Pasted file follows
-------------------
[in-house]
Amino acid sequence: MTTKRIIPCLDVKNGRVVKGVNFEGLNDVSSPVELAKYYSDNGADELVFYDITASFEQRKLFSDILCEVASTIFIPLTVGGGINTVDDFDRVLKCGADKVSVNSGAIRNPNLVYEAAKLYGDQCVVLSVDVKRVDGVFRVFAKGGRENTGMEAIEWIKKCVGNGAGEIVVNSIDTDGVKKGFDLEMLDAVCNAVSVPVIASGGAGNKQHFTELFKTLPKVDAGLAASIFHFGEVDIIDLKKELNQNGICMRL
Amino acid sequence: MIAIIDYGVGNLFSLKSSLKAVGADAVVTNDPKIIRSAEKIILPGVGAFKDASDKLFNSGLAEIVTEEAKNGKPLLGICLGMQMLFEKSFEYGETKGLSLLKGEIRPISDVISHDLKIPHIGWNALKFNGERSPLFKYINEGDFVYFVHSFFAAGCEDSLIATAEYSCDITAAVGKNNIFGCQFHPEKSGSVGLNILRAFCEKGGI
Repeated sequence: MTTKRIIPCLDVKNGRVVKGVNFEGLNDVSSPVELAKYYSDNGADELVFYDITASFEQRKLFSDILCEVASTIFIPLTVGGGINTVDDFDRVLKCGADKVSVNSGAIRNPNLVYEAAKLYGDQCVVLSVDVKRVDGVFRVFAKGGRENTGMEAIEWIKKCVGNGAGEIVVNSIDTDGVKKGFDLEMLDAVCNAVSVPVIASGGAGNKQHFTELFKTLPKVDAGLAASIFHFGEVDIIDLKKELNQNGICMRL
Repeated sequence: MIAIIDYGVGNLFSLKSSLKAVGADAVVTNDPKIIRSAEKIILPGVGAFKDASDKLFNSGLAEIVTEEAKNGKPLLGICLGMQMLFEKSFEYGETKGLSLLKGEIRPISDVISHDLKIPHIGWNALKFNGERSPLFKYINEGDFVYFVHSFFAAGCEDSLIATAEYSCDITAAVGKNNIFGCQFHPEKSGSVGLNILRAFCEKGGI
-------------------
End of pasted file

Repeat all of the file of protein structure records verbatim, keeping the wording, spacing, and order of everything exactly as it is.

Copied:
[in-house]
Amino acid sequence: MTTKRIIPCLDVKNGRVVKGVNFEGLNDVSSPVELAKYYSDNGADELVFYDITASFEQRKLFSDILCEVASTIFIPLTVGGGINTVDDFDRVLKCGADKVSVNSGAIRNPNLVYEAAKLYGDQCVVLSVDVKRVDGVFRVFAKGGRENTGMEAIEWIKKCVGNGAGEIVVNSIDTDGVKKGFDLEMLDAVCNAVSVPVIASGGAGNKQHFTELFKTLPKVDAGLAASIFHFGEVDIIDLKKELNQNGICMRL
Amino acid sequence: MIAIIDYGVGNLFSLKSSLKAVGADAVVTNDPKIIRSAEKIILPGVGAFKDASDKLFNSGLAEIVTEEAKNGKPLLGICLGMQMLFEKSFEYGETKGLSLLKGEIRPISDVISHDLKIPHIGWNALKFNGERSPLFKYINEGDFVYFVHSFFAAGCEDSLIATAEYSCDITAAVGKNNIFGCQFHPEKSGSVGLNILRAFCEKGGI
Repeated sequence: MTTKRIIPCLDVKNGRVVKGVNFEGLNDVSSPVELAKYYSDNGADELVFYDITASFEQRKLFSDILCEVASTIFIPLTVGGGINTVDDFDRVLKCGADKVSVNSGAIRNPNLVYEAAKLYGDQCVVLSVDVKRVDGVFRVFAKGGRENTGMEAIEWIKKCVGNGAGEIVVNSIDTDGVKKGFDLEMLDAVCNAVSVPVIASGGAGNKQHFTELFKTLPKVDAGLAASIFHFGEVDIIDLKKELNQNGICMRL
Repeated sequence: MIAIIDYGVGNLFSLKSSLKAVGADAVVTNDPKIIRSAEKIILPGVGAFKDASDKLFNSGLAEIVTEEAKNGKPLLGICLGMQMLFEKSFEYGETKGLSLLKGEIRPISDVISHDLKIPHIGWNALKFNGERSPLFKYINEGDFVYFVHSFFAAGCEDSLIATAEYSCDITAAVGKNNIFGCQFHPEKSGSVGLNILRAFCEKGGI